Cowboy and Indian Alliance Send Pres. Obama #NOKXL Message from Corn Field
World’s largest crop art to be created, kicking-off the Reject and Protect events
Who: Cowboy and Indian Alliance, artist John Quigley, Bold Nebraska, Oyate Wahacanka Woecun/ Shielding the People and Oil Change International
What: Creation of the world’s largest crop art image, the size of 70 football fields, depicting a #NoKXL message to Pres. Obama to reject Keystone XL and protect our land, water and climate. The event will kick-off the week-long series of actions (April 22-27) called Reject and Protect planned for Washington, DC.
When: Sunday, April 13, 2pm (note: creation of the image will start on April 9, press invited to interview team during the week. On April 13, we will unveil the finished image and host a community BBQ and tribal ceremony. Image available to send via email, details below).
Where: Corn field in Neligh, Nebraska on Art and Helen Tanderurp’s land (directions: http://boldnebraska.org/cropart).
Image Distribution: B-roll of the event and the aerial shots of the crop art image will be available starting at 5pm CT on Sunday, April 13 on www.boldnebraska.org or by emailing email@example.com.
Jane Kleeb, Bold Nebraska, firstname.lastname@example.org, 402-705-3622
John Quigley, email@example.com, 310-927-3013
Gary Dorr, Oyate Wahacanka Woecun/ Shielding the People, firstname.lastname@example.org, 605-828-8391
David Turnbull, email@example.com, 202-316-3499
About the Cowboy and Indian Alliance:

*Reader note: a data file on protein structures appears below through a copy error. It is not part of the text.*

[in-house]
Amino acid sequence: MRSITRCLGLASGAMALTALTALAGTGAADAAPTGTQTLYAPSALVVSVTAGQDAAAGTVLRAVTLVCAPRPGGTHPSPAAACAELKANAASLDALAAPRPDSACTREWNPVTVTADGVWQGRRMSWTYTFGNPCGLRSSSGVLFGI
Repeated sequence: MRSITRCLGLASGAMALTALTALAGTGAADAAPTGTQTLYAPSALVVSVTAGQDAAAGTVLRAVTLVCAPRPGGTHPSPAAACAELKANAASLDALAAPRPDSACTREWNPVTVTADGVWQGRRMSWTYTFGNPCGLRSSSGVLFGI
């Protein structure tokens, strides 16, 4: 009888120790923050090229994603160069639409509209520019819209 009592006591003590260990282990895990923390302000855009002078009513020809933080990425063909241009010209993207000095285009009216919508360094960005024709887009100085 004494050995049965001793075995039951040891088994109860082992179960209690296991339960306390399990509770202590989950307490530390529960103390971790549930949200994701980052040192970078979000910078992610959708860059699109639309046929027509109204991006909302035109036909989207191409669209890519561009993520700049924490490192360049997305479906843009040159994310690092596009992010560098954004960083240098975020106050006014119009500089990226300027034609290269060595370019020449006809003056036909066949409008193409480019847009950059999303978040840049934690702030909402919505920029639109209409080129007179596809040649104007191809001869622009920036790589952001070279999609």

The Cowboy and Indian Alliance (C.I.A.) brings together tribal communities with ranchers and farmers living along the Keystone XL pipeline proposed route. Farmers and ranchers know the risk first-hand. They work the land every day. Tribes know the risk first-hand. They protect the sacred water, and defend sacred sites of their ancestors every day. They have united out of love and respect for the land and water on which we all depend. This is not the first time Cowboys and Indians have come together to stop projects that risk our land and water. In the 80s, they came together to protect water and the Black Hills from uranium mining and risky munitions testing. In the American imagination, cowboys and Indians are still at odds. However, in reality, opposition to the Keystone XL tar sands pipeline has brought communities together like few causes in our history. Tribes, farmers and ranchers are all people of the land, who consider it their duty as stewards to conserve the land and protect the water for future generations. The C.I.A. asks President Obama a simple question: Is an export pipeline for dirty tar sands worth risking our sacred land and water for the next seven generations?
About Reject and Protect:
Starting on April 22, the Cowboy and Indian Alliance will set up tipis on the national mall to urge the President to reject the Keystone XL pipeline. A series of actions from April 22-27 will occur in Washington, DC. The opening ceremony on April 22 will involve a water ceremony, horses and communities impacted by tarsands pollution. On April 26, a tipi, that will be painted all week long, will be gifted to the American Indian Museum in honor of Pres. Obama who was adopted by the Black Eagle family of the Crow Nation. For more info and a detailed schedule: http://rejectandprotect.org